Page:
Food safety continues to be at the forefront of the minds of Mexican watermelon importers.

Jimmy Henderson, owner of Warren Produce LLC, McAllen, Texas, said that while watermelons may not have the stains on their food safety records that other fresh produce commodities do, watermelon importers still have to step up to the plate.

“Food safety is a trend you have to recognize,” he said. “Even with a low-risk fruit like watermelon, the concern is there.”

Third-party certification and other food safety measures have become par for the course for the imported watermelon industry, just like for any other produce industry, Henderson said.

Even with a relatively low-risk commodity, he said, you have to be vigilant. What holds for other commodities holds, by association, for watermelons.

“Everybody needs to do what they can,” Henderson said. “It filters down to us. Good practices are good practices,” regardless of the commodity.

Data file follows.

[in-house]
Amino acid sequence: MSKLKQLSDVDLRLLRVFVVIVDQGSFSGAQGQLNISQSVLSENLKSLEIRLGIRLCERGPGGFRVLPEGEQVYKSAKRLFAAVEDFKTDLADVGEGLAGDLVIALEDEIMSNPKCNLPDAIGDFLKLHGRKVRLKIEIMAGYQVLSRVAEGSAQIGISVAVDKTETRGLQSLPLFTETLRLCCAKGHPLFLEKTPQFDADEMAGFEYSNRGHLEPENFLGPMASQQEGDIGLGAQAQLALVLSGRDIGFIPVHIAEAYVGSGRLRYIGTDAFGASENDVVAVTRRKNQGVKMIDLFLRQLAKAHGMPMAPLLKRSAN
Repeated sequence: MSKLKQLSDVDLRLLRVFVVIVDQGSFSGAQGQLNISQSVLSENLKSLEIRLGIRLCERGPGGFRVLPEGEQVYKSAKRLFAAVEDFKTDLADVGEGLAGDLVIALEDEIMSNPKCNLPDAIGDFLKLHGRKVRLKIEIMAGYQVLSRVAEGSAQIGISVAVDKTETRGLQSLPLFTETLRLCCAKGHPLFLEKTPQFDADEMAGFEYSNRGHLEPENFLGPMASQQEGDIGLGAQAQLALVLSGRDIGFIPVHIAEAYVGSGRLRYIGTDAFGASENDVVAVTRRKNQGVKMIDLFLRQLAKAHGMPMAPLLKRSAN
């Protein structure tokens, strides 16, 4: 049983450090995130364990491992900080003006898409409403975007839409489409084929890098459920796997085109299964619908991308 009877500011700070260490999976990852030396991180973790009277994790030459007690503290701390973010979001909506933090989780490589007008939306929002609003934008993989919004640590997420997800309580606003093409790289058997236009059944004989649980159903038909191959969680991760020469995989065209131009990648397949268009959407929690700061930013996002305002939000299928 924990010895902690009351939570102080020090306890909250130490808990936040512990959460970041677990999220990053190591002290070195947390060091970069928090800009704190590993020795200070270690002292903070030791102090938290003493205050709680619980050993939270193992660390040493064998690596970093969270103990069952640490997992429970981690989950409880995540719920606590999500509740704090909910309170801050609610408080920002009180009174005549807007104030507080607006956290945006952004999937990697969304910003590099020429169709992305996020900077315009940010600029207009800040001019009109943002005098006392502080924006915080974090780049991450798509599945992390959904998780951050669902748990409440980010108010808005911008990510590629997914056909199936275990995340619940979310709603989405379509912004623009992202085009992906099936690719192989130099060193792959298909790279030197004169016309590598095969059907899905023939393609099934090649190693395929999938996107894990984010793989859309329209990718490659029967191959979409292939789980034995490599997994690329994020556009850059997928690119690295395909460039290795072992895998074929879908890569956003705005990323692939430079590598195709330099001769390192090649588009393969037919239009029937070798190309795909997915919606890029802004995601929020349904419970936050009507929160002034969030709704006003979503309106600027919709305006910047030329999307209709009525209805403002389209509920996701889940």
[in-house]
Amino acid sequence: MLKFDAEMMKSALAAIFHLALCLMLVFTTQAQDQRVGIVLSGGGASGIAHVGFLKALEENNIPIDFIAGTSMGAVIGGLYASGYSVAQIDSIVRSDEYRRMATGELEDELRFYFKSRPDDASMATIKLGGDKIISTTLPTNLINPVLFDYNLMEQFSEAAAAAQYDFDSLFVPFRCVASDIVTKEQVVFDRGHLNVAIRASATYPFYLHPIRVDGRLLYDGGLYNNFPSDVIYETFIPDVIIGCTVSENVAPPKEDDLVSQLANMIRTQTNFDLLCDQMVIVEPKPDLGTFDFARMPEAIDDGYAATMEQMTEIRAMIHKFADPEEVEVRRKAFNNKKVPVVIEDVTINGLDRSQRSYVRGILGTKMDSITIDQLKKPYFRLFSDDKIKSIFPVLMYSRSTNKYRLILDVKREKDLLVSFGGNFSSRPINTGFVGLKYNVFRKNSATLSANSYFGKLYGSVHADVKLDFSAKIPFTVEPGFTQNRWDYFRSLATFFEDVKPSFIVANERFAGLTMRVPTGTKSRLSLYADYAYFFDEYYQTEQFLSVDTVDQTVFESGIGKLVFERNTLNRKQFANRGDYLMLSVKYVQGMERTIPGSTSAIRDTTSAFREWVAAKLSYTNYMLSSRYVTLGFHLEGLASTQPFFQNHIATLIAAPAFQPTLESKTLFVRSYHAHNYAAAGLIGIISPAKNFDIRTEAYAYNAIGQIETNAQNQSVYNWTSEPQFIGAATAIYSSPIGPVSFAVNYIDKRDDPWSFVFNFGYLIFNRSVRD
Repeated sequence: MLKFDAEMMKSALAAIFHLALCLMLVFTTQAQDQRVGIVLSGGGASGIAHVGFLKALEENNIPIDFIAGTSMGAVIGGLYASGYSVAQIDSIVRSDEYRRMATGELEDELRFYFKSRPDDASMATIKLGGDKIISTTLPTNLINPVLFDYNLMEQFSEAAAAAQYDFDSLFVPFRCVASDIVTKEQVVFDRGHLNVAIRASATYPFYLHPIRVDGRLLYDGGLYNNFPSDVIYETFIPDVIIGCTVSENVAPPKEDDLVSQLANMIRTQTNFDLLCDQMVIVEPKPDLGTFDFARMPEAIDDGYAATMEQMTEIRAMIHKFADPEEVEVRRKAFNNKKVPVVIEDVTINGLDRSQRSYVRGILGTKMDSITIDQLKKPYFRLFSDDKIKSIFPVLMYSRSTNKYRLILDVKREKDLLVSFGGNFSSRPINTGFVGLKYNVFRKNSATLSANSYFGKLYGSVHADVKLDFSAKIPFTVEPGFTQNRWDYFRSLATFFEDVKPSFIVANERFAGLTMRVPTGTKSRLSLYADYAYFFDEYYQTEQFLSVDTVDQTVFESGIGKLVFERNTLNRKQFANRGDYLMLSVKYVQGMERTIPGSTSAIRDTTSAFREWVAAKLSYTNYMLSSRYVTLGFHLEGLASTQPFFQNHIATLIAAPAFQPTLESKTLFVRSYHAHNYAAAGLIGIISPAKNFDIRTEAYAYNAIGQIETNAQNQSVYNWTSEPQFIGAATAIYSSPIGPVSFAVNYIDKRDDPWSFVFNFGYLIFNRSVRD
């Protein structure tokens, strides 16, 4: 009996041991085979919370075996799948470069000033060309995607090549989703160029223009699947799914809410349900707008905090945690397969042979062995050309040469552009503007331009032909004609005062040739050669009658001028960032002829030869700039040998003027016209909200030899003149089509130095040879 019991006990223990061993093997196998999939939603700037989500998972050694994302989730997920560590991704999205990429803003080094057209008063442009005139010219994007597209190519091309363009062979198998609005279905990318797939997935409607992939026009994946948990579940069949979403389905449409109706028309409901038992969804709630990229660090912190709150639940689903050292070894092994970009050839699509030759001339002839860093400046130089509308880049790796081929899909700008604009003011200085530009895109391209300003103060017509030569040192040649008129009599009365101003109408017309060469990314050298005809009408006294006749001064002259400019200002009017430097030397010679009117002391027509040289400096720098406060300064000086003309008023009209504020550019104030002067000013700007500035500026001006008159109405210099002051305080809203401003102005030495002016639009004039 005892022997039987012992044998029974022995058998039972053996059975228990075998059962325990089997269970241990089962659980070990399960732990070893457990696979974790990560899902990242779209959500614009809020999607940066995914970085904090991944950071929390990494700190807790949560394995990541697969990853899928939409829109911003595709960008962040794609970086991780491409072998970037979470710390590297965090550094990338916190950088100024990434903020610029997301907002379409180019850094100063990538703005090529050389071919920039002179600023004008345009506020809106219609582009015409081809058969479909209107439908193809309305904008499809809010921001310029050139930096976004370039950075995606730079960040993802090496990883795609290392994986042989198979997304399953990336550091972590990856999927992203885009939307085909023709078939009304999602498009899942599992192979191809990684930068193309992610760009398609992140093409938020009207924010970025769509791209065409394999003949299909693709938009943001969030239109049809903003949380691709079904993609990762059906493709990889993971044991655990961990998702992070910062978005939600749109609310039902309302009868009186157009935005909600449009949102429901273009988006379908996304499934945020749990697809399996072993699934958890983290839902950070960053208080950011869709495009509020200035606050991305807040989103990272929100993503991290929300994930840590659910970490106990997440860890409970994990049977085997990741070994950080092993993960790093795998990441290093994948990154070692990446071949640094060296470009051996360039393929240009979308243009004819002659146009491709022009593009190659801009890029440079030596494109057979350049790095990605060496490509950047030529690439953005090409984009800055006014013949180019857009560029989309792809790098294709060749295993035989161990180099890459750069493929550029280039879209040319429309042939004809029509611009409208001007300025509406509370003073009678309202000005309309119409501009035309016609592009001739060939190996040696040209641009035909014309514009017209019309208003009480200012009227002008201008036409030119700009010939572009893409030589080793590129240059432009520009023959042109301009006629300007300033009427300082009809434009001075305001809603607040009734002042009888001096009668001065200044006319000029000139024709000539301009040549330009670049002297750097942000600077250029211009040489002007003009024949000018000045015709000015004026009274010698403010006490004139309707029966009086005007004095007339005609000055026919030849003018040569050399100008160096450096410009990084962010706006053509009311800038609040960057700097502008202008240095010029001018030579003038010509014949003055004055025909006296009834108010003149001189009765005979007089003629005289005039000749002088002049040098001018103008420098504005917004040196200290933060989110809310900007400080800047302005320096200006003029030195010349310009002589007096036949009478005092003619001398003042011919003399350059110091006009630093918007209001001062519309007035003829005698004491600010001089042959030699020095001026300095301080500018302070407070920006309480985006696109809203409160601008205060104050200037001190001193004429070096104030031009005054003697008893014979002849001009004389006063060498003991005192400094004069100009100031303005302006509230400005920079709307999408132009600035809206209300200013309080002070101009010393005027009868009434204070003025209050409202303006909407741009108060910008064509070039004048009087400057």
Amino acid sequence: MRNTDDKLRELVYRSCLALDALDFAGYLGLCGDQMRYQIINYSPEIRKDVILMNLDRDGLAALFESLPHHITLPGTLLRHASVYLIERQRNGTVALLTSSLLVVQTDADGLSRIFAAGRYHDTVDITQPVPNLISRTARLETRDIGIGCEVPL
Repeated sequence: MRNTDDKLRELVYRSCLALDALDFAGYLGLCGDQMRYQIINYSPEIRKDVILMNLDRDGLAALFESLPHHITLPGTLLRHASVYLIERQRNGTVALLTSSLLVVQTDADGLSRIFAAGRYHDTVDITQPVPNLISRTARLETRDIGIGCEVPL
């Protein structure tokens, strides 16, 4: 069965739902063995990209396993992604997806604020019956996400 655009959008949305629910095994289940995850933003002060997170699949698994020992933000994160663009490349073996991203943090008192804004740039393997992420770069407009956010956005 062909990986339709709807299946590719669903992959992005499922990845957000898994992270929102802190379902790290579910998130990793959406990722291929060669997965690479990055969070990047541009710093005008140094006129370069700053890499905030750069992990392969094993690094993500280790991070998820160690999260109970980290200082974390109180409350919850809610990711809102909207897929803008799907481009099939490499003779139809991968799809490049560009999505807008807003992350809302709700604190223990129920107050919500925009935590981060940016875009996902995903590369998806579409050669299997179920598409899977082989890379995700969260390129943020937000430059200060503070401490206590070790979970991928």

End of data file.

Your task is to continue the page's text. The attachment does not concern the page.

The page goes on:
Food safety also has become a higher priority for Edinburg, Texas-based Bagley Produce Co., said Jeff Fawcett, sales manager — Global Food Safety Initiative verification in particular.

“Our focus this year has been on getting our GSFI’s” done, he said Jan. 17. “Mexico was rough. We finished two weeks ago.”

Before Bagley began the GSFI certification process, Fawcett admits that he was skeptical.

“On the outside looking in, a lot of it just doesn’t make sense,” he said. “One inspector would pass you, and the next one wouldn’t.”

Having gone through it, though, Bagley sees the benefits.

“It tightens things up, helps with your organizing,” he said. “The fields are cleaner, and people are more conscious of what to focus on. And once you get it done, it’s just maintenance.”